Try telling that to Cynthia Harriman, director of food strategies at the Whole Grains Council, who told BB that the research was stacking up in support of the benefit of whole grains, including from the World Health Organisation. "There is overwhelming research reflected in various government guidelines; country after country is really making a big push for whole grains for the better health of their citizens," she said.

The FSA has commissioned two trials to assess the impact of increased consumption of wholegrain foods on the risk of cardiovascular disease, but an outcome is not expected until late 2009. So until then, there is unlikely to be any movement on wholegrain portion guidance.

This is despite a consensus being reached in the US and Canada on the ’three-a-day’ recommendation. The Whole Grains Council - a not-for-profit body set up in 2003 - developed the scheme in the US and it has chimed well with consumers, prompted by wholegrain guidance in 2005 and a clarification in 2006. Sales of whole grains have since gone through the roof.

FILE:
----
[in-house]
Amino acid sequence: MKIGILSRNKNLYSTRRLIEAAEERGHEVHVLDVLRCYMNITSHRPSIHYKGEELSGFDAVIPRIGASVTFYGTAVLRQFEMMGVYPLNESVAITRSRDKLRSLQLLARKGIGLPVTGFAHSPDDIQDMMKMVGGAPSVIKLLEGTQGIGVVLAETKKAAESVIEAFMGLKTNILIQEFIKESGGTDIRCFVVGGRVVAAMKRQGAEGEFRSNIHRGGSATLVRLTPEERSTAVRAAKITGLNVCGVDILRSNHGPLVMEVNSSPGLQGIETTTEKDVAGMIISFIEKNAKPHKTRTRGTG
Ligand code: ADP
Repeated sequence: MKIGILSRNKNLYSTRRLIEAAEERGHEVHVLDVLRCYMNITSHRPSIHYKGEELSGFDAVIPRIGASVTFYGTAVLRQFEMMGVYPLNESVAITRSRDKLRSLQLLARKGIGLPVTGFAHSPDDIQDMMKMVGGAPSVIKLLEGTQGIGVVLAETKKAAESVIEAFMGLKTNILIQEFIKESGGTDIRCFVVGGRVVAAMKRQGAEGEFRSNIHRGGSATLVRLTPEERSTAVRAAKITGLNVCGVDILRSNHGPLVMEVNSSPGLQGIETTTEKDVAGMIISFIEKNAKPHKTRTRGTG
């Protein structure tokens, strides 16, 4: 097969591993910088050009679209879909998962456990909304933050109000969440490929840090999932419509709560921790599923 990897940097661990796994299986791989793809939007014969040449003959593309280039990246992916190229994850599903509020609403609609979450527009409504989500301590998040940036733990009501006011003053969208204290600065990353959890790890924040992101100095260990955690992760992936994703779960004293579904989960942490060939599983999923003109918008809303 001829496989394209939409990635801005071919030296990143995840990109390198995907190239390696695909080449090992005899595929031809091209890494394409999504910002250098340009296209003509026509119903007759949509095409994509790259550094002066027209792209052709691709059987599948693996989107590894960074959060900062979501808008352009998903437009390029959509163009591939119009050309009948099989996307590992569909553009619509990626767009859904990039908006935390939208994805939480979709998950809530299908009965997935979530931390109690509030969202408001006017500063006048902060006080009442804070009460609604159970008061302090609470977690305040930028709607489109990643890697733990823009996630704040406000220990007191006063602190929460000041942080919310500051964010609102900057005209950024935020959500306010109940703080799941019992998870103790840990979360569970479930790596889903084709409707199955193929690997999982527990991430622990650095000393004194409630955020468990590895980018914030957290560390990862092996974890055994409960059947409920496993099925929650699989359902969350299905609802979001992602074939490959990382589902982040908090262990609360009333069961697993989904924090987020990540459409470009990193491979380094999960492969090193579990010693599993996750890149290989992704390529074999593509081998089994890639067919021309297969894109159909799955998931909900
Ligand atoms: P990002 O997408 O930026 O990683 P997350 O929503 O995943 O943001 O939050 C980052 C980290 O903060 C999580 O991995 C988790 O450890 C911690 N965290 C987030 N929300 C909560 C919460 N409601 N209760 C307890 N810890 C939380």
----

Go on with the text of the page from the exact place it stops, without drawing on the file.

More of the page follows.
From April, the scheme was showing signs of early momentum in the UK, with upmarket sourdough bread brand La Brea jumping on board (any company can apply for a licence to carry the label for a fee). Now the ASA has confused the matter for manufacturers and retailers. Paul Morrow, MD of Bakels, said: "It was a ruling on advertisements, not point- of-sale materials, but it certainly would be a warning to steer clear of the ’three-a-day message’."

Trading Standards officer David Brown of West Sussex County Council said they would be looking into the issue to clarify where retailers stand. He said: "If the way it’s used is misleading, then it’s got the potential to fall foul of the ASA code or the Food & Safety Act."


Clout from Nestlé Cereal Partners, which is not taking the ASA ruling lying down, could prompt some action from the ASA that would ripple through to bakery. A spokesperson for Nestlé said it is would "commence dialogue with the FSA to establish the basis on which they will recommend the consumption of whole grains and the recommended quantities to be consumed". And the Whole Grains Council has stated there are no plans to remove portion information from the Whole Grain Stamp in the UK.